The legacy of representation in medieval Europe for incomes and institutions today

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Why can some governments credibly commit to the rule of law and protection of property rights while others cannot? A potential answer involves deep historical traditions of institutions that constrain rulers. We explore whether experiences with representative assemblies in medieval/early modern Europe have left their mark on incomes and institutions today. We employ Stasavage's (2010) data on representative assembly activity in 30 medieval/early modern European polities and the Putterman and Weil (2010) data on descendancy shares from circa 1500 populations to construct country-level measures of historical assembly experience. We find that assembly experience is positively correlated with a measure of the rule of law and property rights and the Polity IV index that emphasizes constraint. Our estimates imply an important advantage for countries with assembly experience – an increase in experience from zero to that of an average Stasavage country would improve the country's property rights score by nearly 1.5 points.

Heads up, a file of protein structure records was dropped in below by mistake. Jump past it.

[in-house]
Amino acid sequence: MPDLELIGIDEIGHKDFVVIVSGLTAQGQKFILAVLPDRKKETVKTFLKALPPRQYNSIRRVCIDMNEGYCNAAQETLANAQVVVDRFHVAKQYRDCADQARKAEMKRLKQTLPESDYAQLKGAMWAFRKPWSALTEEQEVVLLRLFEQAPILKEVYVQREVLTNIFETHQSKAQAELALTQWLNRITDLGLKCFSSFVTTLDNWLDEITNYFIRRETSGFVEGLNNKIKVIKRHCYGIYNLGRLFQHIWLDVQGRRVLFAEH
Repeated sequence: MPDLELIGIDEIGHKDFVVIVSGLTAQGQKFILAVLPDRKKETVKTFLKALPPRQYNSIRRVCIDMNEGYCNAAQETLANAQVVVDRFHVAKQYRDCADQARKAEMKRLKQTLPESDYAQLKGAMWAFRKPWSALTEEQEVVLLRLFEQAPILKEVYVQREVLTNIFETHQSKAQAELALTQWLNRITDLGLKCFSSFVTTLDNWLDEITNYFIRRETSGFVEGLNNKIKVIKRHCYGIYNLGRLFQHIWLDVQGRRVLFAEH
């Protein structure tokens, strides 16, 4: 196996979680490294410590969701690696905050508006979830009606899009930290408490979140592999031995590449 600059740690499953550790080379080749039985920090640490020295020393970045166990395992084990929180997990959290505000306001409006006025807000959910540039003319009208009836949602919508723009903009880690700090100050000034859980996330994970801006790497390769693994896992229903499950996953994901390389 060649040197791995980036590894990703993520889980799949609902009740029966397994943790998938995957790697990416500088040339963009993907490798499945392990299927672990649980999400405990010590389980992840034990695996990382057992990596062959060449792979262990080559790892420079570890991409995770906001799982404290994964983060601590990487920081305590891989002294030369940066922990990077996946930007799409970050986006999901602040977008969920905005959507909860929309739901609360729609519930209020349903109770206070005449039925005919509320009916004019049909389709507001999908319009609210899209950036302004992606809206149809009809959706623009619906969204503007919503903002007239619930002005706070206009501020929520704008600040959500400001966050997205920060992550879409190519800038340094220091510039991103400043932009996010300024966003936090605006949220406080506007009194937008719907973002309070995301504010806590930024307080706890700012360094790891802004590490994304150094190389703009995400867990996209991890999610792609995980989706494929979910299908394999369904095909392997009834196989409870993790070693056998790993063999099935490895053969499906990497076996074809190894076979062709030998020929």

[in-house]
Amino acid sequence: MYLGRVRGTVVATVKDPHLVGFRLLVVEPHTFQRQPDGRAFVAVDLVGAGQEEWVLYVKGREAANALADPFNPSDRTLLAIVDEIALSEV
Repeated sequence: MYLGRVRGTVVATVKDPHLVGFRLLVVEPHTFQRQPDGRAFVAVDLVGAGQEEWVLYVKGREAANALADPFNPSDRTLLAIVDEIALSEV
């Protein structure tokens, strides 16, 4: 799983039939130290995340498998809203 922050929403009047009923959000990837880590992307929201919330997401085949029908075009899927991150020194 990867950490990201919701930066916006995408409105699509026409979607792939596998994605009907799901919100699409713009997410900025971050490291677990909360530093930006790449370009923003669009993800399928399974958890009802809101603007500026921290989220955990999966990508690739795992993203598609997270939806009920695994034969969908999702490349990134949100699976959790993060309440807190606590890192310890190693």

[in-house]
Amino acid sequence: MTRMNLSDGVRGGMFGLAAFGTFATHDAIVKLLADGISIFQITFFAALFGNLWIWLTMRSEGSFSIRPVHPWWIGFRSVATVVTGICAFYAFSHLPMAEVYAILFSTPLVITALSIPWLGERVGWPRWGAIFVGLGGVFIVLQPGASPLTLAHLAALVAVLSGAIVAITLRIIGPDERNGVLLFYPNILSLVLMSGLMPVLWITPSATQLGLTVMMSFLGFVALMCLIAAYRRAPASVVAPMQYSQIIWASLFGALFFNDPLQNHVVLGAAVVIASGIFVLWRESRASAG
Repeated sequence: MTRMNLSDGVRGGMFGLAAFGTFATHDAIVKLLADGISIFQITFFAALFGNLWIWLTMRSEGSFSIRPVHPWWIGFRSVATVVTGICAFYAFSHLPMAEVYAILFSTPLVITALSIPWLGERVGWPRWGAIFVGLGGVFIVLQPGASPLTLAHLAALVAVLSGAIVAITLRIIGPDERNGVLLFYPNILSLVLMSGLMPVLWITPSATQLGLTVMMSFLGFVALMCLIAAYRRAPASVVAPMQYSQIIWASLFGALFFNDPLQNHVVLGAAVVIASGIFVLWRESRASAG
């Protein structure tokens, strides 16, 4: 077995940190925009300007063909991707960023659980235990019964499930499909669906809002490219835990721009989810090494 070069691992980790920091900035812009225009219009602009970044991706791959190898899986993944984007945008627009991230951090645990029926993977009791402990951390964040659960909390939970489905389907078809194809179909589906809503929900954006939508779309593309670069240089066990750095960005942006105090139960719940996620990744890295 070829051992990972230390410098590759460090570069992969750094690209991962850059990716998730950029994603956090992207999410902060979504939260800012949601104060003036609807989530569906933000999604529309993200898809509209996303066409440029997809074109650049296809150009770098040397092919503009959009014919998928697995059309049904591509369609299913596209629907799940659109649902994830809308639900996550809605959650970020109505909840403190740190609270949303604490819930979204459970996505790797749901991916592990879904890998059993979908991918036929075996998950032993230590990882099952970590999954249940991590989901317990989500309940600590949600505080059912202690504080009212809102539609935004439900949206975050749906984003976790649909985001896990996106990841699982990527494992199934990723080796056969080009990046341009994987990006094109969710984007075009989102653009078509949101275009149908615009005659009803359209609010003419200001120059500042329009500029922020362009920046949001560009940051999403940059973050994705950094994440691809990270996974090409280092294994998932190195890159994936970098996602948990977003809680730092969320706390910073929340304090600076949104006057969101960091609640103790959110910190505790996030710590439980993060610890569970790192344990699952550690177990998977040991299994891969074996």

Original languageEnglish
Pages (from-to)414-448
Number of pages35
JournalSouthern Economic Journal
Issue number1
StatePublished - Jul 2021


  • growth and development
  • institutions
  • property rights
  • representative assemblies
  • rule of law


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